The Online Writing Center
Is There a Person in This Text? Synchronous Online Writing Instruction and Personhood as a Collaborative Gesture
The physical embodiment treatment . . .
When writers come through the doors of the Main Writing Center (WC) at UW-Madison, it’s worth considering how we instructors can process many bits of information about them. Before we meet, we’ve typically reviewed instructor records to prepare us for the session in the here and now. When we [...]
The University of Wisconsin-Madison has a long and distinguished history of public service. The guiding philosophy of this commitment to public service, called the “Wisconsin Idea,” is often described as “the boundaries of the university are the boundaries of the state.” Since I have a scholarly interest in the Wisconsin Idea, I’ve been thinking about [...]
One of the things we at the UW Madison Writing Center constantly strive for is to be welcoming and accessible to everyone. Our primary service is to University of Wisconsin-Madison students, but we also try to reach out beyond the campus through the Community Writing Assistance Program, our Writing Center Colloquia, and our online presence. [...]
As a dissertator and the Coordinator of the Online Writing Center, when I’m not untangling late 16th-century poetry, updating the Writing Center’s website, or making sure our synchronous and asynchronous instruction runs smoothly I like to poke around the web to try and figure out how to make the many hours I spend in front [...]
From all of us in the UW-Madison Writing Center programs, welcome to a new academic year! We’re off and running on an exciting new year.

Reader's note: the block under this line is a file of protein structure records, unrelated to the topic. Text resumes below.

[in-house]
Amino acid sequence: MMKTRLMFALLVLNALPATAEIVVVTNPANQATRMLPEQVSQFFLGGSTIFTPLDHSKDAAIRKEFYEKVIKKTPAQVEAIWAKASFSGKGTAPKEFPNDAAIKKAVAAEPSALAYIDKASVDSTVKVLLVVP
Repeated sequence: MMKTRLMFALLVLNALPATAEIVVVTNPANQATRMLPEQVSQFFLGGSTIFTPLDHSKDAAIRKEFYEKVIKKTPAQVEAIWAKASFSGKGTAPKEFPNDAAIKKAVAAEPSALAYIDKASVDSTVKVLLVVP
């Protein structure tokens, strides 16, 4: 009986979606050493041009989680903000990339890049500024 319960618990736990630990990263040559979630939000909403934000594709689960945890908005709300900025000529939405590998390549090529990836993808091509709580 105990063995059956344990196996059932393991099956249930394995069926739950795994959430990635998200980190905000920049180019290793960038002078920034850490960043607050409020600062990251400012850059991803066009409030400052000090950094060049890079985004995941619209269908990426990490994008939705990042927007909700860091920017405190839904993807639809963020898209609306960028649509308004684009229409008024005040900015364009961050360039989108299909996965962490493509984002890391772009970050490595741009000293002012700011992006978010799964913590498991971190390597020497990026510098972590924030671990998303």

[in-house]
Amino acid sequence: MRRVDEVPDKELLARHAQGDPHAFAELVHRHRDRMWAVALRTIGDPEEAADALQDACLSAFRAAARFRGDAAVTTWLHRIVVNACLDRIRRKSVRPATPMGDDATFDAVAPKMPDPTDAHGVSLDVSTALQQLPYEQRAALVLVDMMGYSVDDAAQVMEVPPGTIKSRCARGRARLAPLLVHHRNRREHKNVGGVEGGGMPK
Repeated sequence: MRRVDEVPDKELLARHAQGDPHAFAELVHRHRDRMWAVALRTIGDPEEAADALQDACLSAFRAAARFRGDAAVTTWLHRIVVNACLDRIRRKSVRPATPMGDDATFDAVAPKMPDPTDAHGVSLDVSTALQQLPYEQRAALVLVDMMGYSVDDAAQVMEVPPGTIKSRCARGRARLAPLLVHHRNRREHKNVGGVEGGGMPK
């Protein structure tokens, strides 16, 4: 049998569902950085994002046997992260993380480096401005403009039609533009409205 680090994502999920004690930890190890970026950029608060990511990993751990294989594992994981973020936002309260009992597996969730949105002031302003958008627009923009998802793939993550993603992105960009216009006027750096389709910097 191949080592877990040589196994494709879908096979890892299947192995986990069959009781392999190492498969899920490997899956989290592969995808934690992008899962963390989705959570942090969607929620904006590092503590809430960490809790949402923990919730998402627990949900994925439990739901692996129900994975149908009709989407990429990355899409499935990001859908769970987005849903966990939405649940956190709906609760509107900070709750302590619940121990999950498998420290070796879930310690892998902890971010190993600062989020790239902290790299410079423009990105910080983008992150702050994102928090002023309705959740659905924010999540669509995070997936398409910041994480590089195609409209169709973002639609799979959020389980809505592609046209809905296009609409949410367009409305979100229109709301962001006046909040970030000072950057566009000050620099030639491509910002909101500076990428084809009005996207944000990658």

Last October the Writing Center held an open house to celebrate the Center’s 40th birthday. Well over 100 students and colleagues came from across campus to—
chat with our staff
peruse posters about our programs
sample our podcasts and our online consultations and videos of in-person consultations
nibble on birthday cake from Lane’s Bakery
and hear short [...]
Online Writing Instruction: Different Media, Different Expectations — Still Good Teaching, Learning, and Writing
When we begin instructor training we start with stating that online writing instruction differs from f2f, and its the Coordinators task to lead discussions regarding why good teaching, good learning, and good writing can emerge from networked spaces (Harrington, Rickly, & Day, 2000). Online writing instruction is also a topic that I’ve seen on the wcenter list-serv as writing center directors/coordinators explore the possibility of starting OWCs on their campuses, so I hope to explain in the extremely limited scope of this post a few of these differences and address concerns about the effectiveness of OWI.